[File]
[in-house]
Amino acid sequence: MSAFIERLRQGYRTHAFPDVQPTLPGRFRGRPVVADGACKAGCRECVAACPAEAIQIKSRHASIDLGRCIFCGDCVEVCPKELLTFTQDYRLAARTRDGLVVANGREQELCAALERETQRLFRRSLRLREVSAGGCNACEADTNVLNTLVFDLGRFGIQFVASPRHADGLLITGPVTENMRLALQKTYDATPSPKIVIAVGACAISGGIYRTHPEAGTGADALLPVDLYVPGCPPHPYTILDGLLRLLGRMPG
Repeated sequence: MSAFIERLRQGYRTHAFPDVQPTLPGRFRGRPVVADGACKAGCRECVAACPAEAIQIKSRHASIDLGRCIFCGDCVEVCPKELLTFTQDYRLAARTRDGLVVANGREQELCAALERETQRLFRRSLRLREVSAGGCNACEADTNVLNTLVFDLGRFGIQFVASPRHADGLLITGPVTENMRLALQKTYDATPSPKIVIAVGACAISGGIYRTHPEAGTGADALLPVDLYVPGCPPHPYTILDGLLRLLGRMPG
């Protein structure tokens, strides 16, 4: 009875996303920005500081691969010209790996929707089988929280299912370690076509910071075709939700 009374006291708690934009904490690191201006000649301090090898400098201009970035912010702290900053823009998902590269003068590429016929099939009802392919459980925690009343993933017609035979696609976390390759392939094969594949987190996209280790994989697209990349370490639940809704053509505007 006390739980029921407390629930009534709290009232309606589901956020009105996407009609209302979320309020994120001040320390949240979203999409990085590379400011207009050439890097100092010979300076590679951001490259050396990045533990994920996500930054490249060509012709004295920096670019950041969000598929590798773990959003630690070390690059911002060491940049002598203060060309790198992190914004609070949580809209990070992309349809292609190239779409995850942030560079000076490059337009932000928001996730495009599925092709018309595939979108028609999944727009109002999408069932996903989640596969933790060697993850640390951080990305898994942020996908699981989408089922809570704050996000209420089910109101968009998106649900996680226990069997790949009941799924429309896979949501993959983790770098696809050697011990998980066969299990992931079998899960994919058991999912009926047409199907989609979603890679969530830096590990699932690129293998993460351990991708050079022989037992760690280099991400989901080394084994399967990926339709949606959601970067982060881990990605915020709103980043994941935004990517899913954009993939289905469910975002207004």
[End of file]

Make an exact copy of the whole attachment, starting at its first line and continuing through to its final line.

[in-house]
Amino acid sequence: MSAFIERLRQGYRTHAFPDVQPTLPGRFRGRPVVADGACKAGCRECVAACPAEAIQIKSRHASIDLGRCIFCGDCVEVCPKELLTFTQDYRLAARTRDGLVVANGREQELCAALERETQRLFRRSLRLREVSAGGCNACEADTNVLNTLVFDLGRFGIQFVASPRHADGLLITGPVTENMRLALQKTYDATPSPKIVIAVGACAISGGIYRTHPEAGTGADALLPVDLYVPGCPPHPYTILDGLLRLLGRMPG
Repeated sequence: MSAFIERLRQGYRTHAFPDVQPTLPGRFRGRPVVADGACKAGCRECVAACPAEAIQIKSRHASIDLGRCIFCGDCVEVCPKELLTFTQDYRLAARTRDGLVVANGREQELCAALERETQRLFRRSLRLREVSAGGCNACEADTNVLNTLVFDLGRFGIQFVASPRHADGLLITGPVTENMRLALQKTYDATPSPKIVIAVGACAISGGIYRTHPEAGTGADALLPVDLYVPGCPPHPYTILDGLLRLLGRMPG
């Protein structure tokens, strides 16, 4: 009875996303920005500081691969010209790996929707089988929280299912370690076509910071075709939700 009374006291708690934009904490690191201006000649301090090898400098201009970035912010702290900053823009998902590269003068590429016929099939009802392919459980925690009343993933017609035979696609976390390759392939094969594949987190996209280790994989697209990349370490639940809704053509505007 006390739980029921407390629930009534709290009232309606589901956020009105996407009609209302979320309020994120001040320390949240979203999409990085590379400011207009050439890097100092010979300076590679951001490259050396990045533990994920996500930054490249060509012709004295920096670019950041969000598929590798773990959003630690070390690059911002060491940049002598203060060309790198992190914004609070949580809209990070992309349809292609190239779409995850942030560079000076490059337009932000928001996730495009599925092709018309595939979108028609999944727009109002999408069932996903989640596969933790060697993850640390951080990305898994942020996908699981989408089922809570704050996000209420089910109101968009998106649900996680226990069997790949009941799924429309896979949501993959983790770098696809050697011990998980066969299990992931079998899960994919058991999912009926047409199907989609979603890679969530830096590990699932690129293998993460351990991708050079022989037992760690280099991400989901080394084994399967990926339709949606959601970067982060881990990605915020709103980043994941935004990517899913954009993939289905469910975002207004």